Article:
Just 30 minutes away from one of the world’s nightlife capital Ibiza, is a secluded and idyllic island called Formentera, the smallest one in the Balearic archipelago.
Walking out of Ibiza airport I was surrounded by blasting techno music and strobe lights, posters of David Guetta and Pacha nightclub, groups of 20 year olds in skimpy dresses and tight t-shirts, and I started to doubt my decision to go on holiday in the Balearic Islands…but the moment I stepped off the boat at Port de la Savina and saw my brother and his girlfriend Mia greet us (sun-kissed skin, sandy hair and smiley faces) I instantly felt relaxed and…at home.
Formentera can only be reached by boat from Ibiza, so the island is less affected by mass tourism (instead it has attracted a hippy crowd since the Sixties). The environment remains protected, but resources are scarce on the island, especially water: you can only drink bottled water and our host urged us to use as little tap water as possible.
There are just a few towns, but even the biggest one Sant Francesc Xavier – built around an 18th century fortified church – retains the look and vibe of a small village.
The rest of the island is mostly pine woods and forests, salt marshes, and the rural hinterland with fig trees (inspiration behind my Fig Semifreddo), a few paved roads and mostly beaten paths. It definitely feels like stepping into another world, as Formentera is really laid back and peaceful.
I was in Formentera on a family holiday to celebrate my parents’ 40th wedding anniversary and we stayed in a rustic villa near the town Sant Ferran, with a large garden, two patios and a terrace on the first floor. The villa’s owner, an Italian marine biologist and diving instructor, lived in the cottage next door and so she was available all the time to give us tips on what to do and see or where to eat.
We were in Formentera in the last week of September, officially the end of the season and there was definitely a “last day of school” feeling. Bars and restaurants were preparing to close down, seasonal tourists were packing up to leave. Only 12.000 people live in Formentera during the winter, mostly farmers and fishermen.
I am glad we chose to visit at this time, because I have heard (and I can easily imagine it) that Formentera is incredibly crowded in the high season, mostly with Italian tourists.
The Italian presence on Formentera is one of the more surprising aspects of island life. During the summer months it can often seem as if half of Milan has decamped to this Balearic isle. It is said that as many as a quarter of the island’s inhabitants at any one time are Italian. [CNTraveller]
The main attraction in Formentera are of course more than 20km of beaches with creamy white sand and turquoise water. I liked two of the most popular beaches – Platja des Illetes and Platja de Llevant – on the north of the island. You can clearly see Ibiza from Illetes. Both beaches are part of a natural Reserve, which you enter through a gate and after paying a small fee.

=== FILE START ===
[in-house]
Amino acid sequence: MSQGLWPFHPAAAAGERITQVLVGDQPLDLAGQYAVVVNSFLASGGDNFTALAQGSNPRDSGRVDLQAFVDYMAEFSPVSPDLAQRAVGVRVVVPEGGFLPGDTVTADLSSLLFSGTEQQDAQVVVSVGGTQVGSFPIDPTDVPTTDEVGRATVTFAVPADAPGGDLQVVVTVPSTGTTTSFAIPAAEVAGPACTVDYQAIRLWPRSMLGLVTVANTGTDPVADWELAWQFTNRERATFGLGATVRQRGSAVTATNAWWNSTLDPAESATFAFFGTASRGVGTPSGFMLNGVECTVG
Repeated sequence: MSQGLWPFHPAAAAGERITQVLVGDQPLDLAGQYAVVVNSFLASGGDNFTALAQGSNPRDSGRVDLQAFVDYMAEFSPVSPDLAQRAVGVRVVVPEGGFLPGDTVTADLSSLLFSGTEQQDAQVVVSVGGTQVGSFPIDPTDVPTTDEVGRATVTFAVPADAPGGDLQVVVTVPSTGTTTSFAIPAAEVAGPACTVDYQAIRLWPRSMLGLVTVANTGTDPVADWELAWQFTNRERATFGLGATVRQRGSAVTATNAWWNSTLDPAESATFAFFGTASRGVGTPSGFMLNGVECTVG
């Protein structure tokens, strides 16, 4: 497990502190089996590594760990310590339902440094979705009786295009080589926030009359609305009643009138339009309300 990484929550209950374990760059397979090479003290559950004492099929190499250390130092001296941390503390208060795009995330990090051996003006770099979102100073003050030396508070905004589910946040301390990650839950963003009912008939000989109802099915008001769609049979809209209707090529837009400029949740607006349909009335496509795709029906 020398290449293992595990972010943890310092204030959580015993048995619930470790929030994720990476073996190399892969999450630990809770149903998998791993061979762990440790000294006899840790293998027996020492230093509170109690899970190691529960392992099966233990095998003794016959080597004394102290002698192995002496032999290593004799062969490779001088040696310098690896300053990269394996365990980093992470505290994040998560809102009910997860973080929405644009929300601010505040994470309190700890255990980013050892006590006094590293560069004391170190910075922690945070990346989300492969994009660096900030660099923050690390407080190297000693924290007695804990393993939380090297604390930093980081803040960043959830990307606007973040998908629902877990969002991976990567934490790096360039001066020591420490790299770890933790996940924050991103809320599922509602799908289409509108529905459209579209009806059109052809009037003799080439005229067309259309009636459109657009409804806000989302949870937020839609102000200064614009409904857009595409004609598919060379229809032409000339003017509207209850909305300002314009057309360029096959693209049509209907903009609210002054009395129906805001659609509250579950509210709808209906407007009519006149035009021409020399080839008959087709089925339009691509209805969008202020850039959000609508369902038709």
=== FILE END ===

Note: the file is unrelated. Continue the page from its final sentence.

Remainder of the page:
I loved watching the sunset from Illetes, mojito in hand and puffy pink clouds in the sky. Except for the fact that the second the sun dipped into the sea, we were attacked by a storm of mosquitos which left me covered in itchy bites for days! Also, be careful of jelly fish when swimming in Formentera.
The following days we moved to the south of the island, spending one day at the beautiful Es Caló on the east coast.
But mostly returning over and over to the west side, at Platja Es Arenals.
I spent many hours sitting at this restaurant (one of the few with free wifi), eating lunch or drinking coffee or mojito while listening to Jack Johnson and Nineties pop hits.
On the last day – and after two days of rain that forced us to stay at home – we managed to visit Platja de Migjorn and the famous Blue Bar – a chiringuito (beach bar) and popular spot in Formentera’s nightlife.
We didn’t have the chance to visit all of Formentera’s beaches, but we did go to Cala Saona: usually a stunning cove, the view was unfortunately spoilt by the Poseidonia seagrass covering the shore.
And Calo des Morts, a small cove, very secluded and hard to reach by car (it’s easier to walk there from Es Arenals). This is a must see for me!
Most of Formentera’s beaches are unofficially nudist, so be prepared to see a lot of that (especially during low season when the beach is less crowded).
The long sand beaches and coves are alternated by high cliffs of limestone, like these ones near our villa in Punta Prima.
Or the cliffs at Cap de Barbaria in the south west of Formentera, a popular location to watch the sunset.
We mostly ate at home or with packed lunches, but we did go out for dinner a couple of times to eat paella and fresh fish by the beach.
Traditional cuisine include guisat (a stew with potatoes), chipirones (baby squid in crunchy batter), peix sec (dried fish) and liquid salt; and desserts such as flaó (eaten at Easter time) and greixonera.
Formentera’s most famous restaurants are Juan y Andrea in Illetes and Can Carlos in Sant Francesc although I didn’t personally go there.
Instead we had two lovely dinners on the beach at Es Codol Foradat and Sa Platgeta, plus a fish feast at no-frills La Fonda Pepe and the best Neapolitan pizza I’ve had outside Naples at Quartieri Spagnoli in Sant Ferran.
After a whole week in Formentera I didn’t want to leave. I fell in love with the light, the pace of life, the mojitos on the beach, the sky full of stars. I have left Formentera, but I do hope to go back someday.